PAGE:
Bill Strassberger, spokesman for the Immigration and Naturalization Service, estimated that about 400,000 illegal immigrants crossed into Arizona from Mexico last year - four times the number in 1993, when Bill Clinton became president. The reason that's significant is that Bill Clinton, Al Gore, and other Democratic Party officials have been courting the immigrant vote, supporting them in various rallies throughout the American Southwest.
Yet a large influx of illegal immigrants had also preceded the demographic war which the Kosovo Albanian minority waged on the indigenous Serb population of Kosovo. Until the Albanians eventually became a majority, after WW II. Which led to the latest ethnic strife, and ultimately the current war in that part of the world.
Could something like that happen in the American Southwest? You bet. Here's an excerpt from our March 1998 editorial:
4. Popova's Historical Essay Criticized by Some Russian-Americans
PHOENIX, May 17 - Following our publication of an essay by a Russian area expert who wrote under the pseudonym, Tatiana Popova (see S99-73, Day 49, Update 1, Item 3, May 11), we received three letters which protested the article's conclusion. Which was:
The three objecting letters had at least four things in common: (1) They were written by people who are NOT on the TiM list; (2) All three were evidently Russian-American descendants of the Russian émigrés, judging by the correspondents' names; (3) All three were long on (pro-czarist) emotion, and short on alternative facts; (4) Some were VERY LONG diatribes, one even much longer than the original piece.
Nevertheless, in the interest of providing the TiM readers the full truth even in an area which is not our primary focus (19th century history), we've done some additional research during the last several days, having solicited input from some TiM contacts in the world of academia - experts in the area of Russian history.
The upshot of this additional research was that Ms. Popova's critics were correct to the extent the original essay did not take into account some other historical events, which cast the Russian czarist governments of the 19th century in a more favorable, pro-Serb light. And that, therefore, a more appropriate summary would have been to have taken out the word "consistently" from the above conclusion.
Which is exactly the way Prof. David MacKenzie put it in a quote which Ms. Popova did use in her essay: "Historically, Russia has generally placed its own interest as a great power ahead of Serbian ones." (from "Serbia and Russia," East European Monographs, Boulder. New York: Columbia University Press, 1996).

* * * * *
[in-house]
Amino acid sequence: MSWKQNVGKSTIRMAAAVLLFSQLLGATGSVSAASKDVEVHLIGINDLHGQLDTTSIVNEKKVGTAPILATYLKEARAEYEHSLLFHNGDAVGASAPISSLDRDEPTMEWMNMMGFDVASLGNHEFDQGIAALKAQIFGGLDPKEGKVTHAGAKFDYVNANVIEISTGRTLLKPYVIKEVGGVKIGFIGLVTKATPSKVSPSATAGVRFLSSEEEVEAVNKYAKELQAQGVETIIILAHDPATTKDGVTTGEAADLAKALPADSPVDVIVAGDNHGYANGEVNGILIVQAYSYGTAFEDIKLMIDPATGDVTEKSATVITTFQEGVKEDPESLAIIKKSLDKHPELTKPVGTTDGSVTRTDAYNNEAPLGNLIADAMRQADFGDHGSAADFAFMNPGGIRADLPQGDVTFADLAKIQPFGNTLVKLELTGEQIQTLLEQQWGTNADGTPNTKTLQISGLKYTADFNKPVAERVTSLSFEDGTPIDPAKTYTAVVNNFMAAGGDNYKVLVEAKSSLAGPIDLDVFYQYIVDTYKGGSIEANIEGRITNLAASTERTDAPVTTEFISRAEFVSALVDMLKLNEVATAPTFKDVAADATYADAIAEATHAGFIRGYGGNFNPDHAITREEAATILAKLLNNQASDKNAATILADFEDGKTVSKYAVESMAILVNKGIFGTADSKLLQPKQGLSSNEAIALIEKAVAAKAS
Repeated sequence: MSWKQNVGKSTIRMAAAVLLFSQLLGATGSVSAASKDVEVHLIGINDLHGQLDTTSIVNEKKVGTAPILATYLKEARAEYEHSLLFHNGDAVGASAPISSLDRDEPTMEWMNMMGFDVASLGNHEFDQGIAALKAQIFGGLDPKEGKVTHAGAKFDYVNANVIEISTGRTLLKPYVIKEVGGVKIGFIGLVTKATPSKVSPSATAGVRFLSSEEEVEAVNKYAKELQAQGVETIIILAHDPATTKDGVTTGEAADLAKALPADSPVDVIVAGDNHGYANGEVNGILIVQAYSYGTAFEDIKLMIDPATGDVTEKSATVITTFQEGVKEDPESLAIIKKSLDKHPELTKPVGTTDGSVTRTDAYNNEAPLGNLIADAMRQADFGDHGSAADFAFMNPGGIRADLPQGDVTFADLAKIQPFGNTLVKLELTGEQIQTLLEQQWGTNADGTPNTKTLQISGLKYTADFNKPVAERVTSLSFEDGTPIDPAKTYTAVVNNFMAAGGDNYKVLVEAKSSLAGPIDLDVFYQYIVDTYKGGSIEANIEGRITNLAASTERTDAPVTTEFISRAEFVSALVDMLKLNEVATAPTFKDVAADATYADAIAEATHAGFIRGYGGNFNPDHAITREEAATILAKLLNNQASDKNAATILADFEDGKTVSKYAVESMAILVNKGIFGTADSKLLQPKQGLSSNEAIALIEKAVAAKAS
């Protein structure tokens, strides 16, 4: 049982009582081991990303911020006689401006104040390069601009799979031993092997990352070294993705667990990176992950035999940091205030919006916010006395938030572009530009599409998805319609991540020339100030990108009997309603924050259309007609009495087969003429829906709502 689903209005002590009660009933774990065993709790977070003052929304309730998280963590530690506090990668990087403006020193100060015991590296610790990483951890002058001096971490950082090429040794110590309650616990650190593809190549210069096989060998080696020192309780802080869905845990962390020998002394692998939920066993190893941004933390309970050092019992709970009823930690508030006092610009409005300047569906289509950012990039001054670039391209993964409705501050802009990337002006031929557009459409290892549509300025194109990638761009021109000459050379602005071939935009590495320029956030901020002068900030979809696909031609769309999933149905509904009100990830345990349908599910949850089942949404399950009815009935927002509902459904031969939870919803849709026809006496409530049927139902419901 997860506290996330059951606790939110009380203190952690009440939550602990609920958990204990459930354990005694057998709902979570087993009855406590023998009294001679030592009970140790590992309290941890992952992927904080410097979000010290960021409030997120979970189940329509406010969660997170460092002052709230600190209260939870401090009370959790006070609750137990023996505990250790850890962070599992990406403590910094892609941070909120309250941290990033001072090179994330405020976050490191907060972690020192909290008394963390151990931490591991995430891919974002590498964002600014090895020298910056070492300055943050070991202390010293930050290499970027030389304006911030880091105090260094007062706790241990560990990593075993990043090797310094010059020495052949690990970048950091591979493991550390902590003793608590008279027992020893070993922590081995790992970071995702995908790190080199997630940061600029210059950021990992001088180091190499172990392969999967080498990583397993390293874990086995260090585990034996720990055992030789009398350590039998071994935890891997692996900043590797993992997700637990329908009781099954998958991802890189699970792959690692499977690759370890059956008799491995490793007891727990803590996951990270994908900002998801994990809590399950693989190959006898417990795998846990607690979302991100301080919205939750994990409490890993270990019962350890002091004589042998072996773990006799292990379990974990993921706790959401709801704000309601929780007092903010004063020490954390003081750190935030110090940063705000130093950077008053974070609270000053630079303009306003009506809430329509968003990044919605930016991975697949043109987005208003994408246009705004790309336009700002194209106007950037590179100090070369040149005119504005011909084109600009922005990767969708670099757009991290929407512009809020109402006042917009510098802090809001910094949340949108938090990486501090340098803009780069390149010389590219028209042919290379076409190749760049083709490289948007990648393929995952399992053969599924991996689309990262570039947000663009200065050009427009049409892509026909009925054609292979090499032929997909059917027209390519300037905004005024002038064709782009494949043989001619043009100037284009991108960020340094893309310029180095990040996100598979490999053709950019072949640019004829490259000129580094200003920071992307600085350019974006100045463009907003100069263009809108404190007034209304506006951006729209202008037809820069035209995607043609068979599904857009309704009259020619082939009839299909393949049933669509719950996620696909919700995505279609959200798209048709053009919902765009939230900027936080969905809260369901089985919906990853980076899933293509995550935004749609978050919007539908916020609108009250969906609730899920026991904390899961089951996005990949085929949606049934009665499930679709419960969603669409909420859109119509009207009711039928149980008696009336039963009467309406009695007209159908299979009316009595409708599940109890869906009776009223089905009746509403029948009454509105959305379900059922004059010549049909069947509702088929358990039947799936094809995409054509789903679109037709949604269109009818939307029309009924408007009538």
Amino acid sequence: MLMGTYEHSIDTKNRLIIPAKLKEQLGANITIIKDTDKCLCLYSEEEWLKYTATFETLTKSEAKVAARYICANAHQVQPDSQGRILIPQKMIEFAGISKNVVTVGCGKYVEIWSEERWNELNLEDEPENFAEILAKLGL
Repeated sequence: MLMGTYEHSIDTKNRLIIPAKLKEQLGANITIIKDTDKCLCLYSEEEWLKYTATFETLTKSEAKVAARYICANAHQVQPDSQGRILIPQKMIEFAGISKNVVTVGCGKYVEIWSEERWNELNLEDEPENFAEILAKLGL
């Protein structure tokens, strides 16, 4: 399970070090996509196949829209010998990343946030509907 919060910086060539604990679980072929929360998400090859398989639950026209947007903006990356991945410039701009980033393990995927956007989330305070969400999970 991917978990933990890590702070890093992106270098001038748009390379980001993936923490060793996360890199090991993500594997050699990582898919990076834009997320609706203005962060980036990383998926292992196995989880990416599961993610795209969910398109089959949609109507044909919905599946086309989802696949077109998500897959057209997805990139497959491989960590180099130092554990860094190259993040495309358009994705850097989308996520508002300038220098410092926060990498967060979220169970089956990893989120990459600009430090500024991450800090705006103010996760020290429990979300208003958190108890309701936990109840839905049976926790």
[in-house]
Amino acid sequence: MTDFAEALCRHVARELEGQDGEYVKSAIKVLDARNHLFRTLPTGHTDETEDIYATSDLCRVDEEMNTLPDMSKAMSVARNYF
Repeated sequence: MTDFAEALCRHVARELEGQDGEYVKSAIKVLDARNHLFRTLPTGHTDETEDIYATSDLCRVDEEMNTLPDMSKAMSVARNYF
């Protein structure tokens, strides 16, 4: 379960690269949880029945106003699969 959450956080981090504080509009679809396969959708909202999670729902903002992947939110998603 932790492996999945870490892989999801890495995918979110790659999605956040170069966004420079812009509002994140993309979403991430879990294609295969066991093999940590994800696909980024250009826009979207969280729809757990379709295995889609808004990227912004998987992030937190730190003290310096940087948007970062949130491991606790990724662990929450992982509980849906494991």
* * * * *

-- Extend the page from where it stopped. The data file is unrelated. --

So "generally" versus "consistently" is the extent of Ms. Popova's historical inaccuracy, as best as we can determine. Another brief and reasonably objective view of Russia's involvement (not mentioned in Ms. Popova's piece), according to our additional research, is the late Barbara Jelavich's Russia's Balkan Entanglements 1806-1914 (1991).
Yet, another professor of Russian history at a prestigious American university concurred with Ms. Popova that, "Russia ALWAYS had to subordinate its Balkan policy to Great Power considerations. And to balance Serbian interests with those of the other Balkan Orthodox Christians. And even with the Turks, who weren't about to disappear if the Austrians and British had any sway in the region" (the emphasis on "always" added by TiM).
And now, here is a selection from some critical comments by the three Russian-American correspondents, along with additional information which we have gleaned during our research this week:
In a critique titled, "The Truth about Russian Serbophilia: A Tsar united with his people," George Selinsky, writes among other things:
TiM Ed.: With all due respect to this correspondent evidently great love of the Russian Czars and of the Serbian people, the preceding is an example of emotions clouding the facts, and therefore, the truth.
First, Ms. Popova quite clearly pointed out the distinction between the "Russian PEOPLE (who) have traditionally shown great support and empathy for the plight of the Serbs during times of war," and the actions of Russian GOVERNMENTS in the past. Thus the above assertion about her encouraging "hostility between Russiand and Serbs," suggests that Mr. Selinsky isn't a careful reader.
Second, just because Mr. Selinsky has not heard of Prof. MacKenzie (nor has evidently read the book at which he is casting stones), doesn't make this professor less credible. On the contrary, it shows up this TiM correspondent as less well informed than was Ms. Popova.